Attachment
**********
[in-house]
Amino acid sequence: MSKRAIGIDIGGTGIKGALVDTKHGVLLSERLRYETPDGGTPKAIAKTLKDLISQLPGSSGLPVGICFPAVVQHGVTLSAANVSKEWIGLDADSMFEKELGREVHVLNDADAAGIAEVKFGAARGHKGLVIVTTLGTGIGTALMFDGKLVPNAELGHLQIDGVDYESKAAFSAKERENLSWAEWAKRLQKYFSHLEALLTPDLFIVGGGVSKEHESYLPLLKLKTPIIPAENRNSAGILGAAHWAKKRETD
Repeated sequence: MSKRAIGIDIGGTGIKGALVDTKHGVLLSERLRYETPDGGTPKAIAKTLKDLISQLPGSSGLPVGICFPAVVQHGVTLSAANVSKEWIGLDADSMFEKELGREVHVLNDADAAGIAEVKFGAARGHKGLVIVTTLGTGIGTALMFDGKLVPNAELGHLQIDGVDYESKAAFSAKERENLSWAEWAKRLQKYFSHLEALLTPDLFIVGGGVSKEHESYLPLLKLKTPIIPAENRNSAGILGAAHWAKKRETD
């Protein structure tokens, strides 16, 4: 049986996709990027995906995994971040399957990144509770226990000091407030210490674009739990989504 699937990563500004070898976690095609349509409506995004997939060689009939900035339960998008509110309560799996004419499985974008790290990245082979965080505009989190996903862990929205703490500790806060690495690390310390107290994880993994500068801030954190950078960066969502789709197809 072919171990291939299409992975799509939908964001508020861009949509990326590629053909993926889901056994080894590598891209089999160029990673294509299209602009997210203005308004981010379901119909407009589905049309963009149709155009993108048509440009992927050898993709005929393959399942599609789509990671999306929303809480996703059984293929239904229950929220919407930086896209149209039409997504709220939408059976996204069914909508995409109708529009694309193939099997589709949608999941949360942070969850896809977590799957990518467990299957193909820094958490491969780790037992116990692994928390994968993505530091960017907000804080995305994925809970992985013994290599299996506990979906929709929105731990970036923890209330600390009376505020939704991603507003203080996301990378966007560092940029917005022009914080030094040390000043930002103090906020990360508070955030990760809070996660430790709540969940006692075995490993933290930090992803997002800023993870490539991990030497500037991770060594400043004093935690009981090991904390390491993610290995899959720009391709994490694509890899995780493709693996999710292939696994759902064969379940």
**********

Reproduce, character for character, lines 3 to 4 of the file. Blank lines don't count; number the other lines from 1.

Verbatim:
Repeated sequence: MSKRAIGIDIGGTGIKGALVDTKHGVLLSERLRYETPDGGTPKAIAKTLKDLISQLPGSSGLPVGICFPAVVQHGVTLSAANVSKEWIGLDADSMFEKELGREVHVLNDADAAGIAEVKFGAARGHKGLVIVTTLGTGIGTALMFDGKLVPNAELGHLQIDGVDYESKAAFSAKERENLSWAEWAKRLQKYFSHLEALLTPDLFIVGGGVSKEHESYLPLLKLKTPIIPAENRNSAGILGAAHWAKKRETD
């Protein structure tokens, strides 16, 4: 049986996709990027995906995994971040399957990144509770226990000091407030210490674009739990989504 699937990563500004070898976690095609349509409506995004997939060689009939900035339960998008509110309560799996004419499985974008790290990245082979965080505009989190996903862990929205703490500790806060690495690390310390107290994880993994500068801030954190950078960066969502789709197809 072919171990291939299409992975799509939908964001508020861009949509990326590629053909993926889901056994080894590598891209089999160029990673294509299209602009997210203005308004981010379901119909407009589905049309963009149709155009993108048509440009992927050898993709005929393959399942599609789509990671999306929303809480996703059984293929239904229950929220919407930086896209149209039409997504709220939408059976996204069914909508995409109708529009694309193939099997589709949608999941949360942070969850896809977590799957990518467990299957193909820094958490491969780790037992116990692994928390994968993505530091960017907000804080995305994925809970992985013994290599299996506990979906929709929105731990970036923890209330600390009376505020939704991603507003203080996301990378966007560092940029917005022009914080030094040390000043930002103090906020990360508070955030990760809070996660430790709540969940006692075995490993933290930090992803997002800023993870490539991990030497500037991770060594400043004093935690009981090991904390390491993610290995899959720009391709994490694509890899995780493709693996999710292939696994759902064969379940």